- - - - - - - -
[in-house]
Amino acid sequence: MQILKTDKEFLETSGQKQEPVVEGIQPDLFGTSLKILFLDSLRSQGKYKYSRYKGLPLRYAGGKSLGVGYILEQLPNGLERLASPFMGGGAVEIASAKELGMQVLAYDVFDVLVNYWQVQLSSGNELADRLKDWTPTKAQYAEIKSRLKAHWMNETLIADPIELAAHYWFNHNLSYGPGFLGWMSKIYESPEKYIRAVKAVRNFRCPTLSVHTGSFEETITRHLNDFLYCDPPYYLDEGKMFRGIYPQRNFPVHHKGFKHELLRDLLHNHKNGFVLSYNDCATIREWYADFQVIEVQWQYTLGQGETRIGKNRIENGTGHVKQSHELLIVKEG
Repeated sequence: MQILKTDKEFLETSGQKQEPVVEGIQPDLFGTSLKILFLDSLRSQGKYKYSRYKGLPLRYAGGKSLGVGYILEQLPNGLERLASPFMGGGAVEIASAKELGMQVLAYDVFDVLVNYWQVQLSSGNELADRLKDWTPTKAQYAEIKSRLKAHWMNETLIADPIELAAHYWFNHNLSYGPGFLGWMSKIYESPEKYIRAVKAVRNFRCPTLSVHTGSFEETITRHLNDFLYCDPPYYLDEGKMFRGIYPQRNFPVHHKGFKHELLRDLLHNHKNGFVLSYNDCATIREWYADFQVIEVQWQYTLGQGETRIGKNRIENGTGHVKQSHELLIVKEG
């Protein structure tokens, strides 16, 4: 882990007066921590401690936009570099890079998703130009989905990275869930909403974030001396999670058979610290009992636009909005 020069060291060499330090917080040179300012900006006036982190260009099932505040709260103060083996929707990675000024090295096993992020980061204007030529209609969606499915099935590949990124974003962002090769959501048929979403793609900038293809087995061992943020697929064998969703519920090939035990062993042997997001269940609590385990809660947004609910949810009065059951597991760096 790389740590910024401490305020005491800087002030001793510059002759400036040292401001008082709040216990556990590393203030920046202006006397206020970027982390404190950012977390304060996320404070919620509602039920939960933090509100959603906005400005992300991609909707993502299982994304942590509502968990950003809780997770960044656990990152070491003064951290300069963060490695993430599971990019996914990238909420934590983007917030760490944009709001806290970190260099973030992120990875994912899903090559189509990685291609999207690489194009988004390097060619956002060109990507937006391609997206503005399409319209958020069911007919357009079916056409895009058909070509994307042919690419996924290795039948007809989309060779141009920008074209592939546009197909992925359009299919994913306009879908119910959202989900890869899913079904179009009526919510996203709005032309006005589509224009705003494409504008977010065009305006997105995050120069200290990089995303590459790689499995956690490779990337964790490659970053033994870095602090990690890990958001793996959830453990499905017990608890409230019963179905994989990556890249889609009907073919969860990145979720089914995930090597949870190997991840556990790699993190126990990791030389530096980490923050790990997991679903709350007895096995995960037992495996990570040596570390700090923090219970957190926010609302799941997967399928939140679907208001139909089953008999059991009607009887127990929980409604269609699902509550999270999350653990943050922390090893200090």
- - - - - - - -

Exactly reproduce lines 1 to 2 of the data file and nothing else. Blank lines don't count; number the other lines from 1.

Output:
[in-house]
Amino acid sequence: MQILKTDKEFLETSGQKQEPVVEGIQPDLFGTSLKILFLDSLRSQGKYKYSRYKGLPLRYAGGKSLGVGYILEQLPNGLERLASPFMGGGAVEIASAKELGMQVLAYDVFDVLVNYWQVQLSSGNELADRLKDWTPTKAQYAEIKSRLKAHWMNETLIADPIELAAHYWFNHNLSYGPGFLGWMSKIYESPEKYIRAVKAVRNFRCPTLSVHTGSFEETITRHLNDFLYCDPPYYLDEGKMFRGIYPQRNFPVHHKGFKHELLRDLLHNHKNGFVLSYNDCATIREWYADFQVIEVQWQYTLGQGETRIGKNRIENGTGHVKQSHELLIVKEG